G: State EPA chief David Hess says they hope to reach those (X) trapped miners some time Saturday. They've been in that mine since Wednesday evening. Lawmakers in the House in Washington continue to debate legislation (X) on through the night. Now they're working on that fast track trade measure (X) President Bush wants passed. Massachusetts Democrat Jim McGovern took a stand against the bill.
I: Under this conference report, if a trade agreement makes the food our families eat dangerous to their health, (X) too bad. If a trade agreement undermines our environmental protections, too bad.
G: Earlier, the House lawmakers voted to (X) pass the bill to create that huge Homeland Security Agency the President has called for. The focus next (X) shifts to the Senate with a companion measure for the Homeland Security (X) allegedly does not contain all the (X) powers the President wants. The White House has threatened to veto that measure. (X) President and Mrs. (X) Clinton have sent the federal government a bill for the money they spent defending themselves in the Whitewater investigation. Says ABC's Jackie Judd:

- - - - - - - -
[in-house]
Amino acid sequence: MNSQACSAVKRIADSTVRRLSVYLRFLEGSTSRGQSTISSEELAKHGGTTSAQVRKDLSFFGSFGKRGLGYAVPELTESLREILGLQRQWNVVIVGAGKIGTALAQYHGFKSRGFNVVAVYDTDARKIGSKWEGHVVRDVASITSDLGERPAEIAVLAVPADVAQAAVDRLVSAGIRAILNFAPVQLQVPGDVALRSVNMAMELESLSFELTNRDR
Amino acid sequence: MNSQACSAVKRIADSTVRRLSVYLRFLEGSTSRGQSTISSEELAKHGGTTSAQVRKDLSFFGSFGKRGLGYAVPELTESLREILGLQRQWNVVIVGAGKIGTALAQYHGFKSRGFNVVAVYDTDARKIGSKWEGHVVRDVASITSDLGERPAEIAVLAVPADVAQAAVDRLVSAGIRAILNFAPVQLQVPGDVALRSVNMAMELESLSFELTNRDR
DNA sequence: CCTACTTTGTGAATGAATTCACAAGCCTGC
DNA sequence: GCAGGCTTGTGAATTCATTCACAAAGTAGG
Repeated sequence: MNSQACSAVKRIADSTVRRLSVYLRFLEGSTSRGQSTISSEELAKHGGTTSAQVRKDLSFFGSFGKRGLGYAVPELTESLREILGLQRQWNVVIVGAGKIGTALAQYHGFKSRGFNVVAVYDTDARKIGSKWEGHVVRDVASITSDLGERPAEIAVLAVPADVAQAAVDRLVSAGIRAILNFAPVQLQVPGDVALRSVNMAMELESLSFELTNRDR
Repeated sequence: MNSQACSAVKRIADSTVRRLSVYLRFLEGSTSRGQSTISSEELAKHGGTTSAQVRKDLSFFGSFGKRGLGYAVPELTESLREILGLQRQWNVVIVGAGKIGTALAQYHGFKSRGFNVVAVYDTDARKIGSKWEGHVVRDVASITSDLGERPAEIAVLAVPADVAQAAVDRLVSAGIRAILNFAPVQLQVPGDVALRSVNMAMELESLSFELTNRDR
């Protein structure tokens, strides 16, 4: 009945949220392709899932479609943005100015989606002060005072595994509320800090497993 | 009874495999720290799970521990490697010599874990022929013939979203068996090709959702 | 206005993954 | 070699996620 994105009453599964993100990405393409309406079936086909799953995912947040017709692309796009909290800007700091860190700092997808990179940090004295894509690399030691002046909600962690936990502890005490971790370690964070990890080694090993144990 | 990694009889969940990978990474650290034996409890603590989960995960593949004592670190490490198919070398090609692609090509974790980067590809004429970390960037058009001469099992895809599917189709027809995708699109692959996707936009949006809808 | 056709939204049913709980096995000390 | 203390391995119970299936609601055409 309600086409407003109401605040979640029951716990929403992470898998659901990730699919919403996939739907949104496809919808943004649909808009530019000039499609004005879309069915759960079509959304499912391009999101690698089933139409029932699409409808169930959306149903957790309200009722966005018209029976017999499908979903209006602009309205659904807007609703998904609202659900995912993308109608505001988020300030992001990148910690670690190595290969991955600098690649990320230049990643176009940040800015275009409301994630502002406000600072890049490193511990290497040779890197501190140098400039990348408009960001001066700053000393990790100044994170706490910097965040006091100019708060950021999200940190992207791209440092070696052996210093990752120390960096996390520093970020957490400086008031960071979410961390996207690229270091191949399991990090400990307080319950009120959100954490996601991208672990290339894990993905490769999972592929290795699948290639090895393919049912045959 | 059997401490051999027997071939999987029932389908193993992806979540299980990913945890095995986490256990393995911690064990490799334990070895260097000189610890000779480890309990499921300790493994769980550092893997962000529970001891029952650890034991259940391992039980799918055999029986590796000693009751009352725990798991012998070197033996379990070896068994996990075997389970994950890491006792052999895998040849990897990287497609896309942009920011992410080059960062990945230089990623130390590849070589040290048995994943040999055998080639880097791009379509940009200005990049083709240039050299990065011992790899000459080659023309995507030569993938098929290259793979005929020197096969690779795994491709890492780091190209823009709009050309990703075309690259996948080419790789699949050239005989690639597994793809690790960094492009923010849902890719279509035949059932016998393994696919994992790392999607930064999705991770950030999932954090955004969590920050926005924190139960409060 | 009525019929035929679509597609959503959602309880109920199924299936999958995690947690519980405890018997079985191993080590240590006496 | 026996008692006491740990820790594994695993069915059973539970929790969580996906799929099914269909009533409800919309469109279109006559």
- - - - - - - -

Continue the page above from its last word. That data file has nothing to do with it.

C: The Clintons racked up (X) eleven million dollars in legal fees during their years in the White House. A legal defense fund paid off over seven million dollars. They have now asked federal court to pay them back (X) three and a half million dollars that they say they in(X)curred during the Whitewater investigation. (X) If they succeed, (X) their legal bills would be paid off. They would be (X) free and (X) clear.
G: The police in Missouri say that the (X) parents of six-year-old Cassandra (X) Williamson have now identified the body of (X) that girl. The girl disappeared Friday from her St. Louis home. (X X) She was (X) found — the body was (X) found in a nearby factory. (X) They claim the child was killed by a man who had stayed overnight with the family, a 24-year-old transient identified as Johnny Johnson. You're listening to ABC News. (commercials include Bella Sera Wine; weather forecast)
Mr. K Mr. KABC He answers now for me Questions A to Z Well I tune in And listen every night Dialogue so bright You always get it right Need information desperately And I'm waiting patiently But I won't ask you how you're feeling And I won't drive angrily So please open up the line for me And cure the curiosity Of each and every Mister KABC faithful listener Tonight . . . .